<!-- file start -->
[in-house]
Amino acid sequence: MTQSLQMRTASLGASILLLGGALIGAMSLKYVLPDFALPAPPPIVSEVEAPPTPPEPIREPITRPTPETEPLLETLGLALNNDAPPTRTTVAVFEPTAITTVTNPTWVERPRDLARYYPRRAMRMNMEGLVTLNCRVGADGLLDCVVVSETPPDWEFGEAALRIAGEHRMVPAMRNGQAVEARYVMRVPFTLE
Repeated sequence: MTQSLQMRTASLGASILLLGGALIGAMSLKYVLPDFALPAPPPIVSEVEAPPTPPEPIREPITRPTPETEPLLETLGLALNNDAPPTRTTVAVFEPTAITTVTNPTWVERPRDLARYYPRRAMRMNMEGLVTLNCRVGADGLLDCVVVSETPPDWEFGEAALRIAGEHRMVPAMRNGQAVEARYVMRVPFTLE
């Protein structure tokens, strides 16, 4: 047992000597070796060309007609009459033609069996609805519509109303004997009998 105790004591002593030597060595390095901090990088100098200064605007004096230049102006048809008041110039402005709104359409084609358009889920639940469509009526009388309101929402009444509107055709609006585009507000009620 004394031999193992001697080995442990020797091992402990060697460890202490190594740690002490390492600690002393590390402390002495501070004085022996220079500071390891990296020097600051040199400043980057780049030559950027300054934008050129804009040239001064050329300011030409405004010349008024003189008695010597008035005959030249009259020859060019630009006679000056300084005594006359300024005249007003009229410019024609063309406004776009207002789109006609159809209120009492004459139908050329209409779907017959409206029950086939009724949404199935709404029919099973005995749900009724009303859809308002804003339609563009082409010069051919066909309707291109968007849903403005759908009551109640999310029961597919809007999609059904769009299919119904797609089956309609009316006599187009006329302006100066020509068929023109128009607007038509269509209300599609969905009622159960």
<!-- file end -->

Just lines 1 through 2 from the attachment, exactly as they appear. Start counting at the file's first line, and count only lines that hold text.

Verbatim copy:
[in-house]
Amino acid sequence: MTQSLQMRTASLGASILLLGGALIGAMSLKYVLPDFALPAPPPIVSEVEAPPTPPEPIREPITRPTPETEPLLETLGLALNNDAPPTRTTVAVFEPTAITTVTNPTWVERPRDLARYYPRRAMRMNMEGLVTLNCRVGADGLLDCVVVSETPPDWEFGEAALRIAGEHRMVPAMRNGQAVEARYVMRVPFTLE